Gov. Chris Christie Thursday announced the changes he wants to make to the state School Funding Reform Act (SFRA) in an attempt to ensure state aid is used in a way that will close the achievement gap between students in poor urban schools and those in suburban schools.
The changes are based on the findings of the “Education Funding Report” prepared by state Education Commissioner Chris Cerf which outlines a series of measures that attempt to save money, and help close the state’s persistent achievement gap, including improving failing schools and changing standards for teachers.
The proposed state budget includes $7.8 billion for public schools, the largest appropriation in New Jersey history and up $213 million from the 2011-12 allotment.
Christie said that making modifications to the school funding formula will make it possible to fund districts based on the number and needs of students, while at the same time laying out a schedule that adds additional funds in each future year and will fully fund the SFRA over the next five years. The governor said the move will increase stability and predictability for districts and fund districts based both on the number of students served and the needs of those students.
“Since taking office, one of my greatest priorities has been working to ensure that every child in the state receives a high quality education that will prepare them for the demands of the 21st century,” Christie said. “In addition to increasing overall spending on education to the highest levels in state history, we can and will go further to implement common sense ways that will make every education dollar count. If we truly want to ensure that all students, regardless of zip code, graduate from high school ready for college and career, the money needs to follow the child.”
Here are the changes as described by the governor’s office:
Measures to Make Every Dollar Count:
* Bringing New Jersey In Line With Other States and Funding Districts Based on How Many Students are Actually Attending School. Encourage school attendance by basing the enrollment count on actual attendance throughout the year rather than the current law which bases enrollment on a single day (Oct. 15). Basing funding on average daily attendance will incentivize districts to focus on and improve attendance rates leading to more time in the classroom for children. Statewide, among large high schools, a mere one percentage point increase in attendance would result in nearly 4.2 million hours of additional instructional time per year.
Only 10 states in the nation, including New Jersey, use a single-day count to measure student enrollment. 40 others states use more accurate and meaningful measures of student enrollment, including average daily attendance measures or multiple days over the course of the school year.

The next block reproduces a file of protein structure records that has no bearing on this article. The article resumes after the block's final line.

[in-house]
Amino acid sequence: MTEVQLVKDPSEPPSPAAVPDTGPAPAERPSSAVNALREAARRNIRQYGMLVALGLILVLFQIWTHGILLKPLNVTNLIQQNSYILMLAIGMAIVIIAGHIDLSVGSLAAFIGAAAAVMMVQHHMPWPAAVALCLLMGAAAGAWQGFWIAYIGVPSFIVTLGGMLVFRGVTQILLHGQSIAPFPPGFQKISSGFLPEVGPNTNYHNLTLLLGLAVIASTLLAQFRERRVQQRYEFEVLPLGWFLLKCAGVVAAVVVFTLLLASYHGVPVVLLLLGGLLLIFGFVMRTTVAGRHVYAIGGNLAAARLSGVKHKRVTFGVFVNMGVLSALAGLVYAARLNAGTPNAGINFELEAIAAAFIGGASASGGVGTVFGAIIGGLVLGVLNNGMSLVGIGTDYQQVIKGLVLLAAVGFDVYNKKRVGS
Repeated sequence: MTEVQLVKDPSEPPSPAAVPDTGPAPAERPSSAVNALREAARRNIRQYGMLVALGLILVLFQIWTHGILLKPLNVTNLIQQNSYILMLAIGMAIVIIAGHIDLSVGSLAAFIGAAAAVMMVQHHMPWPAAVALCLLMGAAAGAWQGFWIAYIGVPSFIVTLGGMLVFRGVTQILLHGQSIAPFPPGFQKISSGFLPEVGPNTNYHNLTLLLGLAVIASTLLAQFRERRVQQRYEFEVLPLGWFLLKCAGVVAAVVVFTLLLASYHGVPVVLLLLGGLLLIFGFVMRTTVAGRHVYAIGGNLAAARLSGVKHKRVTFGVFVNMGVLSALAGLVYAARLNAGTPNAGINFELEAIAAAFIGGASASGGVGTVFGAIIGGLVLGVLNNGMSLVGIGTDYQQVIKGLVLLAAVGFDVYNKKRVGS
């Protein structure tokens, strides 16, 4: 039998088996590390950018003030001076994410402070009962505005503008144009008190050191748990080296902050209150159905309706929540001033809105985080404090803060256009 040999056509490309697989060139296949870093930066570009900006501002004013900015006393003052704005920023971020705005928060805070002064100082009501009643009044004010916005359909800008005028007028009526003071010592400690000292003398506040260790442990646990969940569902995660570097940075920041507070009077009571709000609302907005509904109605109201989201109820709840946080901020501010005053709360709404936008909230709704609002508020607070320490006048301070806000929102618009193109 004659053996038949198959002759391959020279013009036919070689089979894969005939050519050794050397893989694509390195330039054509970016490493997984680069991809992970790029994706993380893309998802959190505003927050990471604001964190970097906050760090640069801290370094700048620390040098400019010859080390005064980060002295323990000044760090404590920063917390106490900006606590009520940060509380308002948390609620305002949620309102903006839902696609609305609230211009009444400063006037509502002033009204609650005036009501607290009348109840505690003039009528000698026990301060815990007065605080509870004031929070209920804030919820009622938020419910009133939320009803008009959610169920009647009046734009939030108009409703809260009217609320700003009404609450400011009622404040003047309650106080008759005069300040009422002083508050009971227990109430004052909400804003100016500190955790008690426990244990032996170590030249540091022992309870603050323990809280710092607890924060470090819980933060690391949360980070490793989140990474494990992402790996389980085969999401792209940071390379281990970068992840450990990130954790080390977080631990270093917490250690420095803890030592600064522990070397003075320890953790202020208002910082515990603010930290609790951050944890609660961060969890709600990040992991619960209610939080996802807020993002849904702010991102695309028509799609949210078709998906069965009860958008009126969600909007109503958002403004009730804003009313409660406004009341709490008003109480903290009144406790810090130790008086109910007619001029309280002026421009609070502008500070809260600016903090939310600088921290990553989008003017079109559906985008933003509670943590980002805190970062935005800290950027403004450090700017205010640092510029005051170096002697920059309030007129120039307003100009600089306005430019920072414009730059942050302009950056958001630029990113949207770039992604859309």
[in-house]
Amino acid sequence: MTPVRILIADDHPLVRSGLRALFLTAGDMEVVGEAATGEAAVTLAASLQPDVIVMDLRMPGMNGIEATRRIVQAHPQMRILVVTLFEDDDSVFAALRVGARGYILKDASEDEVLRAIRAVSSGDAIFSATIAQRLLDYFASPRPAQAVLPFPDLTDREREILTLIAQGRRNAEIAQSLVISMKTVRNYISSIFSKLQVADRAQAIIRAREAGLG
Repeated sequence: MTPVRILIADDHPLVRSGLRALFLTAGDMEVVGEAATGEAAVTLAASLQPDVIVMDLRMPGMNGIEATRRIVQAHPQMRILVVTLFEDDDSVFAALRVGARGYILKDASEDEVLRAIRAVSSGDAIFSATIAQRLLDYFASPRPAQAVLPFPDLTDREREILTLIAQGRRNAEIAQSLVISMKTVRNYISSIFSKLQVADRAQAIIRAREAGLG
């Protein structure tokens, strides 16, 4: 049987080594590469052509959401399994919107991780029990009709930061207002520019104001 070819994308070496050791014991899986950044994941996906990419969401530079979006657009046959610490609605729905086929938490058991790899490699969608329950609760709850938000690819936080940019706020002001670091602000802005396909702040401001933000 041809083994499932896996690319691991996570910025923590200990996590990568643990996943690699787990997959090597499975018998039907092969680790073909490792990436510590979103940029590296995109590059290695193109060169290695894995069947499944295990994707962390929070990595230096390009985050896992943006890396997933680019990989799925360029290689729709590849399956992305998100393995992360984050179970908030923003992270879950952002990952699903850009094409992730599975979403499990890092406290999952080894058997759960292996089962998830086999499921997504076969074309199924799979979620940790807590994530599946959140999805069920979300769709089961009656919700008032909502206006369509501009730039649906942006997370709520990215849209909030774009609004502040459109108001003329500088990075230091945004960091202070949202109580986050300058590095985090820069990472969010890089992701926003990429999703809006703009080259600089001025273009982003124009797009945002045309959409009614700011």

* Making Adjustment Aid Truly Adjustment Aid. Adjustment aid should actually be a tool to help districts that are below adequacy, instead of what it currently is – political currency that provides additional funds to districts regardless of their current enrollment and spending levels. This is a symbol of the old Trenton, when funding decisions were made as political giveaways regardless of the implications. The plan calls for a return to common sense - for districts that are spending above the level of their adequacy budgets, phase out, over five years, adjustment aid by 50 percent of the amount they are spending over their adequacy budgets.
* Rooting Out Fraud and Abuse. The administration will convene a task force to recommend a new measure for "at-risk" students in place of participation in the Free and Reduced Price Lunch Program, which has shown to be inaccurate and subject to fraud. There will be no change for this year.
* Returning to Originally Proposed School Funding Reform Levels. New Jersey is one of the most generous state funders of “at-risk” and Limited English Proficiency students in the country. Under the proposal, even when returning to the originally proposed reform levels, New Jersey will still provide funding for these students at some of the highest levels in the country. These levels were recommended after a three year process including multiple panels of experts before they were artificially inflated.
* 90 percent of Districts Receiving Additional Aid On A Per Pupil Basis New Jersey currently ranks 3rd in the country in school expenditures per student, spending more than 60 percent above the national average. Nearly 60 percent of state aid goes to the 31 former Abbott districts, where spending has tripled since 1972. Former Abbott districts now spend $3,200 per pupil more than the state average (excluding the former Abbotts) and $3,100 per pupil more than the state’s wealthiest districts.